# Binary Search O(log n) algorithm to find duplicate in sequential list?

Does anyone know a faster-than-linear algorithm for finding a duplicate in a sequential list of numbers? I'm working in Java now but any language or psuedo-code is fine.

For example, given this int[] input:

0 | 1 | 2 | 3 | 4 | 5 | 6 | 7 | 7 | 8 | 9


Output would be either index or value '7'.

I know the obvious traversal at O(n) linear time, but I'm trying to see if this is possible via binary search at O(log n) time.

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What's the obvious linear time one? Are you assuming the list is sorted? – sshannin Sep 11 '12 at 14:51
You only have one duplicate value? – Nejc Sep 11 '12 at 14:55
Sounds like an interview question ;) – Peter Lawrey Sep 11 '12 at 14:57
If the list is sequential, it's sorted. The obvious method is traversing through the list and comparing list[n] to list[n+1], which takes at worst O(n) comparisons. – Nick Jonas Sep 11 '12 at 14:58
Wasn't sure what you meant by sequential...If you mean increasing by 1, see Peter's answer (just look for when you see a number at a higher index than you would expect). – sshannin Sep 11 '12 at 14:59

If you assume the numbers must start at 0 and be increasing by 1 you can compare the middle to the index. If the middle is the same go higher, if the middle is not, go lower.

This will give you binary search time O(log2 N). The only difference is that you are comparing with the index, rather than a fixed value.

public static void main(String... args) {
int[] array = {0, 1, 2, 3, 4, 5, 6, 7, 7, 8, 9};
int duplicate = findDuplicate(array);
System.out.println(duplicate);
}

private static int findDuplicate(int[] array) {
int low = 0;
int high = array.length - 1;

while (low <= high) {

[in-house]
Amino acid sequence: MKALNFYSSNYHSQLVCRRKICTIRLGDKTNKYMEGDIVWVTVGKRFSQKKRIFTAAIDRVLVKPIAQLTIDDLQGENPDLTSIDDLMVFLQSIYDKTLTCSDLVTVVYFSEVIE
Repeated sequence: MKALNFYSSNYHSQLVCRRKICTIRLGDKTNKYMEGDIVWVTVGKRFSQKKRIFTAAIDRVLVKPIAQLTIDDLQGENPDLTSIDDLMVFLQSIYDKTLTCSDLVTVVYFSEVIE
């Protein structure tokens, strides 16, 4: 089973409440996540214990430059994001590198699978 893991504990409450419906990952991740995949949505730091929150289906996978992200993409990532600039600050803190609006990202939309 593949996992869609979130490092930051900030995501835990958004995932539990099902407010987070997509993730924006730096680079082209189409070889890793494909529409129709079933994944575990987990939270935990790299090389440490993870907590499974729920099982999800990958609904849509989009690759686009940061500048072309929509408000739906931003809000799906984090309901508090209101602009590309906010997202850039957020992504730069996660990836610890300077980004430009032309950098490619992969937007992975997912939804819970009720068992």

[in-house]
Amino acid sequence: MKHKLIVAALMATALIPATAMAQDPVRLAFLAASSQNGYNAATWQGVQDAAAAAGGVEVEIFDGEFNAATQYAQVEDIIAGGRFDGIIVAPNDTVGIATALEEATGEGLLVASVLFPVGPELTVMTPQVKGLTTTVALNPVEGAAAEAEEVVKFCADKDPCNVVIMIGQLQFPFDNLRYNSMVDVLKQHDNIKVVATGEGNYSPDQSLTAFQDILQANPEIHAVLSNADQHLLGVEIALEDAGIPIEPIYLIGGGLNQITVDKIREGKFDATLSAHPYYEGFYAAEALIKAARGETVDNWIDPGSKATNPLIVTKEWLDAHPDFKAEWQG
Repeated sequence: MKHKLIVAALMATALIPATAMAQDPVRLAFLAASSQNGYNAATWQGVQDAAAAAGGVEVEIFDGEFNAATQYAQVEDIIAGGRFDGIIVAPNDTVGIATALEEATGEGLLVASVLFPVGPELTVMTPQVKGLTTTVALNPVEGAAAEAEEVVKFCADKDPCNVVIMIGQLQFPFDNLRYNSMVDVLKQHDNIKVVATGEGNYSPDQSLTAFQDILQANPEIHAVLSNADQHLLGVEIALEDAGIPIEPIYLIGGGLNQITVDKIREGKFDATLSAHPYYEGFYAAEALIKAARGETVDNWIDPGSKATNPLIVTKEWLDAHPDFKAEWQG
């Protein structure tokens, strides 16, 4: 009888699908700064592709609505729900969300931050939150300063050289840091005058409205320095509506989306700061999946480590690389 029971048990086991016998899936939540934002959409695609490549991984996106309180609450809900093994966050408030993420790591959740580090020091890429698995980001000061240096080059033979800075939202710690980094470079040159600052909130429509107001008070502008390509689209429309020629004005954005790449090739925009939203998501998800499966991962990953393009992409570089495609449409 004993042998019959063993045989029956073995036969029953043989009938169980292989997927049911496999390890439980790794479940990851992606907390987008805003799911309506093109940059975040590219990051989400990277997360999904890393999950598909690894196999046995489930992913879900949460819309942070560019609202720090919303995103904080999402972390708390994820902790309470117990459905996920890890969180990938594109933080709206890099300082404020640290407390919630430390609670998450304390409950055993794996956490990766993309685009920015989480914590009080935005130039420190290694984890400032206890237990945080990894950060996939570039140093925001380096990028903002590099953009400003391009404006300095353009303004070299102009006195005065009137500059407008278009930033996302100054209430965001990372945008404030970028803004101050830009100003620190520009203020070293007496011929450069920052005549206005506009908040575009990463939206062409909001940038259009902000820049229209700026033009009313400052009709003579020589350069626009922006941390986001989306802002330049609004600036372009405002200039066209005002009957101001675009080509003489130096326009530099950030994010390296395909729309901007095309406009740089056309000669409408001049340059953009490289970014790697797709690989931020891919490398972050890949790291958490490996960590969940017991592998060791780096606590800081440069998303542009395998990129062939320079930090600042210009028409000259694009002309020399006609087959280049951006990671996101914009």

int mid = (low + high) >>> 1;
int midVal = array[mid];

if (midVal == mid)
low = mid + 1;
else
high = mid - 1;
}
return high;
}

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If by "start at 0 and be increasing" you mean sorted : P This still fails with gaps though: 0 | 3 | 14 – sshannin Sep 11 '12 at 14:55
@sshannin I meant to write "increasing by 1" :P – Peter Lawrey Sep 11 '12 at 14:56
haha, yeah that definitely makes more sense : ) – sshannin Sep 11 '12 at 14:57
The midpoint should always be proportional to the list length if it's a sequential list with NO duplicates, right? So on the nth iteration, the midpoint should equal (length - (length / (n + 1))? When first halving my list example, on the first iteration, the midpoint should be exactly 5 but it's 5.5 rounded down to 5 - this is only because there is an extra duplicate in the second half, showing that we need to look in the second half. I just don't know how this would look in code, and if I'm overthinking this? – Nick Jonas Sep 11 '12 at 15:06
I suggest you try writing some of the code based on the code for a binary search e.g. Arrays.binarySearch ;) – Peter Lawrey Sep 11 '12 at 15:09

Notice that binary search is meant to work on sorted lists. So if you have a sorted list with duplicates, binary search will only be useful if your duplicates are adjacent. The importance of being adjacent is so that you can test the presence of the key at the previous and next position of the found key. Any other way of trying to use binary search on unsorted lists will give incorrect results.

Here is a bit of code to show what I mean.

import java.util.Arrays;
public class Main {
public static void main(String[] args) {
int[] list = {1, 2, 3, 4, 5, 6, 7, 7, 8, 9 };
int key = 7;
int result = Arrays.binarySearch(list, key);
System.out.println(result);
if( list[result+1] == key  || list[result-1] == key )
System.out.println("yes we have a duplicate.");
}
}


The comparison in the if being O(1) we have remain with the O(logn) of binary search.

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But the poster said that his list is sequential/sorted...so duplicates will be next to each other. – jeff Sep 11 '12 at 15:19
@jeff My mistake. Didn't read the question clearly! Updated. – nt.bas Sep 11 '12 at 15:20
"( Let's relax a bit the definition of list here because mathematical lists don't allow duplicates. )" What? – airza Sep 11 '12 at 16:12
@airza : too bad! I was thinking about properties of lists but writing those of sets. Actually lists allow duplicates. Corrected. Thanks for pointing that out. – nt.bas Sep 12 '12 at 7:02
Ok, that's what I thought. – airza Sep 12 '12 at 14:45
public class DuplicateNumber {

public int findDuplicateNumber(List<Integer> numbers){

int highestNumber = numbers.size() - 1;
int total = getSum(numbers);
int duplicate = total - (highestNumber*(highestNumber+1)/2);
return duplicate;
}

public int getSum(List<Integer> numbers){

int sum = 0;
for(int num:numbers){
sum += num;
}
return sum;
}

public static void main(String a[]){
List<Integer> numbers = new ArrayList<Integer>();
for(int i=1;i<30;i++){